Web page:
'Houston, I Have A Problem:' Potholes frustrate residents

CINCINNATI – “You can't miss the potholes!”

That's how one woman describes the road leading to her home.

She needed help getting it fixed, so she called "Houston, I Have A Problem!"

Crystal Scott lives at the end of Fenton Avenue and runs a day care out of her house. That’s where construction crews are building the Lick Run Greenway Project, and she says heavy trucks and equipment have been tearing up the road.

She said it got so bad she and her neighbors tried to fill the potholes themselves.

"As you go up (the road), you can see the different patches that we tried to do ourselves," Scott said.

Scott said the street has had pothole problems for years but the Lick Run Project has made them worse.

“I have a Honda Odyssey and it's pretty low. Every pothole there is, I'm hitting it," she said.

Not only that, Scott says her bumpy, pothole-ridden street is costing her business and money.

"When my parents come down, they can't miss the potholes,” she said. “Or they will park all the way up there and have to walk down. When you're carrying an infant in a carrier, that gets time consuming."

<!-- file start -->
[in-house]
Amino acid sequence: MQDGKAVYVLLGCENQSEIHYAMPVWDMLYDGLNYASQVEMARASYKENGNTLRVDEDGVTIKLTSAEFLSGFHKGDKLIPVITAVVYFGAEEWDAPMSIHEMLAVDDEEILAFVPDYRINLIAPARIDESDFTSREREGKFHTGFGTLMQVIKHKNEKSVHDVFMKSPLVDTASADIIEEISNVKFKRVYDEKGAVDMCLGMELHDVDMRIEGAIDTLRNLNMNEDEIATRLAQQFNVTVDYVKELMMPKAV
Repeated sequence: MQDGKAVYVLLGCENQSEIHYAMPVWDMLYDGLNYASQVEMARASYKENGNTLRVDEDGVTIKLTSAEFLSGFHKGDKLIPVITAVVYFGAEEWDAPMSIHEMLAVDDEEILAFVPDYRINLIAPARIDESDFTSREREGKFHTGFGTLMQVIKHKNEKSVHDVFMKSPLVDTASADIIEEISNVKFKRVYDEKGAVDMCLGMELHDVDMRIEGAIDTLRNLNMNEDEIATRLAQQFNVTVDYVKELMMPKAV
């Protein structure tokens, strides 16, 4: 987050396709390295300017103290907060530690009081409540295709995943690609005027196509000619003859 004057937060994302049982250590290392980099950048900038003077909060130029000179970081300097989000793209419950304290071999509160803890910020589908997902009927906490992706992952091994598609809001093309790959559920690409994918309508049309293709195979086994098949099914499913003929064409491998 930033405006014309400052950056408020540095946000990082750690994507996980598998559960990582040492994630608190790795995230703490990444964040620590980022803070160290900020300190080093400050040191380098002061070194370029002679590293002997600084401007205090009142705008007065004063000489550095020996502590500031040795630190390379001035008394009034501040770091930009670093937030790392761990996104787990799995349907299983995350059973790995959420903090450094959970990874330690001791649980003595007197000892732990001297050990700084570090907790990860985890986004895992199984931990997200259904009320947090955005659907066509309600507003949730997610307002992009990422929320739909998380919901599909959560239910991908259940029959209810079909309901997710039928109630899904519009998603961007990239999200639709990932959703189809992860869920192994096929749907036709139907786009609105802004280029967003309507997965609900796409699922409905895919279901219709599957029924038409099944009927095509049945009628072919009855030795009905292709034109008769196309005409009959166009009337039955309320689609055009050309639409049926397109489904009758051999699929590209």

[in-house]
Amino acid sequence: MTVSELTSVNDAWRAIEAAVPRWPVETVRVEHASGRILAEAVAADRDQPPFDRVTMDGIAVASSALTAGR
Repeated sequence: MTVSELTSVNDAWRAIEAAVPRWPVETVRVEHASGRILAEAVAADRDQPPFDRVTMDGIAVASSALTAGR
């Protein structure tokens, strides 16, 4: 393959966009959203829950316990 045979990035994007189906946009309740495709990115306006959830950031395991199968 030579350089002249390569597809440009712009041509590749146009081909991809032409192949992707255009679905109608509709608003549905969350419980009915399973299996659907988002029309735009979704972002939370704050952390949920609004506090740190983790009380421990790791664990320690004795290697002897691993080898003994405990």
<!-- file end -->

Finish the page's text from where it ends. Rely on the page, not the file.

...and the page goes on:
Neighbors agree.

"They're absolutely terrible,” said Cleola Linton. “I've been here 15 years and i haven't seen any improvement in them. No one has come to talk to anyone."

The Metropolitan Sewer District is installing new storm sewers as part of the Lick Run project. Scott sent us a picture that she claims shows a semi that got stuck in the potholes.  

"They took off one at a time. It took them probably about 45 minutes. And then when he was leaving to go up, he was stuck because his tire was stuck in the holes,” Scott said.  “He kept trying. All the weight from the 18 wheeler, he was digging more holes into it."

I emailed the City of Cincinnati and Deb Leonard with MSD replied by saying once the new storm sewers along Fenton Avenue are installed and the project is done,  “we will be repaving the street with asphalt."

She also said that part of Fenton Avenue is a private street. That means the city is not responsible - property owners are.

Residents can request that the city take over a private street and maintain it in the future.

SEE how to convert a private street to public street here or below. 

If you have a problem and need help, send an email to houston@wcpo.com or leave a message at 513-852-1360.

 

 

 

 

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